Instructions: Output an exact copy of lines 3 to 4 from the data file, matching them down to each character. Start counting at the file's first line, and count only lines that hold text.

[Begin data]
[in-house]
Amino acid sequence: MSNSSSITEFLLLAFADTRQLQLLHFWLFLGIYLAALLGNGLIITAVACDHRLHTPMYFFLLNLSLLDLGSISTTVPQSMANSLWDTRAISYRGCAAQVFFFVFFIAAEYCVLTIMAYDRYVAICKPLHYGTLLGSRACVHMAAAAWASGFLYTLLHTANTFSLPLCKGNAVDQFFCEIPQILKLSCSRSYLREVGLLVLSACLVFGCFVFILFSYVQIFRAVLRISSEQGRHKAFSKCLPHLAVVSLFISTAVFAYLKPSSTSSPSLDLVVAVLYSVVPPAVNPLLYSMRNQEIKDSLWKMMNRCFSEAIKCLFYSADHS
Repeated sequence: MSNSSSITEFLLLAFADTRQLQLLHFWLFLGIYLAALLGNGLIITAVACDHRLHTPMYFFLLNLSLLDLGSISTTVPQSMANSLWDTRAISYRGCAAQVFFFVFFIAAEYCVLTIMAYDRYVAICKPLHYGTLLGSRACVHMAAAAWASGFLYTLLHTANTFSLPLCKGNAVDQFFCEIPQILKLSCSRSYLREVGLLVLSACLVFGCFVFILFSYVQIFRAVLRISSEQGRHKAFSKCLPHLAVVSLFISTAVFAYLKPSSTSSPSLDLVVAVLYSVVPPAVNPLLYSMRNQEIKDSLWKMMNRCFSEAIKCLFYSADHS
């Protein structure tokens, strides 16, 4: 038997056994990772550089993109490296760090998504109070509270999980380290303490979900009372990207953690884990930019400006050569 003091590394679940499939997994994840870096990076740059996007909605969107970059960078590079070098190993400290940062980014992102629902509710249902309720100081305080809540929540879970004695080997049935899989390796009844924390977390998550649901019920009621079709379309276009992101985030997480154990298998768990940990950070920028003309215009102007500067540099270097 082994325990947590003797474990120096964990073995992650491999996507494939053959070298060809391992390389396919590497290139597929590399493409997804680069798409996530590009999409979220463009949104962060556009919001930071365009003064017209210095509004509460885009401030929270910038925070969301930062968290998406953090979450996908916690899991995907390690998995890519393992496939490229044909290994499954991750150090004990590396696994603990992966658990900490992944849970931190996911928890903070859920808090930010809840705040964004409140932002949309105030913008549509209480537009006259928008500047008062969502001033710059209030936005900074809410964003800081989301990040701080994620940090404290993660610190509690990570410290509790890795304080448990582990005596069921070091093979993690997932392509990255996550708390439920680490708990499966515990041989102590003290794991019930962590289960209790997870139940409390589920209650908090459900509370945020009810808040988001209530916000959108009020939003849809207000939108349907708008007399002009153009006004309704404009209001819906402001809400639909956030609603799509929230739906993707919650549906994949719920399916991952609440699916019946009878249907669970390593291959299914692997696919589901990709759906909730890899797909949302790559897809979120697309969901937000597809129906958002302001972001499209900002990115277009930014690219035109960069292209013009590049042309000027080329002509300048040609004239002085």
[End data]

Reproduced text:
Repeated sequence: MSNSSSITEFLLLAFADTRQLQLLHFWLFLGIYLAALLGNGLIITAVACDHRLHTPMYFFLLNLSLLDLGSISTTVPQSMANSLWDTRAISYRGCAAQVFFFVFFIAAEYCVLTIMAYDRYVAICKPLHYGTLLGSRACVHMAAAAWASGFLYTLLHTANTFSLPLCKGNAVDQFFCEIPQILKLSCSRSYLREVGLLVLSACLVFGCFVFILFSYVQIFRAVLRISSEQGRHKAFSKCLPHLAVVSLFISTAVFAYLKPSSTSSPSLDLVVAVLYSVVPPAVNPLLYSMRNQEIKDSLWKMMNRCFSEAIKCLFYSADHS
């Protein structure tokens, strides 16, 4: 038997056994990772550089993109490296760090998504109070509270999980380290303490979900009372990207953690884990930019400006050569 003091590394679940499939997994994840870096990076740059996007909605969107970059960078590079070098190993400290940062980014992102629902509710249902309720100081305080809540929540879970004695080997049935899989390796009844924390977390998550649901019920009621079709379309276009992101985030997480154990298998768990940990950070920028003309215009102007500067540099270097 082994325990947590003797474990120096964990073995992650491999996507494939053959070298060809391992390389396919590497290139597929590399493409997804680069798409996530590009999409979220463009949104962060556009919001930071365009003064017209210095509004509460885009401030929270910038925070969301930062968290998406953090979450996908916690899991995907390690998995890519393992496939490229044909290994499954991750150090004990590396696994603990992966658990900490992944849970931190996911928890903070859920808090930010809840705040964004409140932002949309105030913008549509209480537009006259928008500047008062969502001033710059209030936005900074809410964003800081989301990040701080994620940090404290993660610190509690990570410290509790890795304080448990582990005596069921070091093979993690997932392509990255996550708390439920680490708990499966515990041989102590003290794991019930962590289960209790997870139940409390589920209650908090459900509370945020009810808040988001209530916000959108009020939003849809207000939108349907708008007399002009153009006004309704404009209001819906402001809400639909956030609603799509929230739906993707919650549906994949719920399916991952609440699916019946009878249907669970390593291959299914692997696919589901990709759906909730890899797909949302790559897809979120697309969901937000597809129906958002302001972001499209900002990115277009930014690219035109960069292209013009590049042309000027080329002509300048040609004239002085």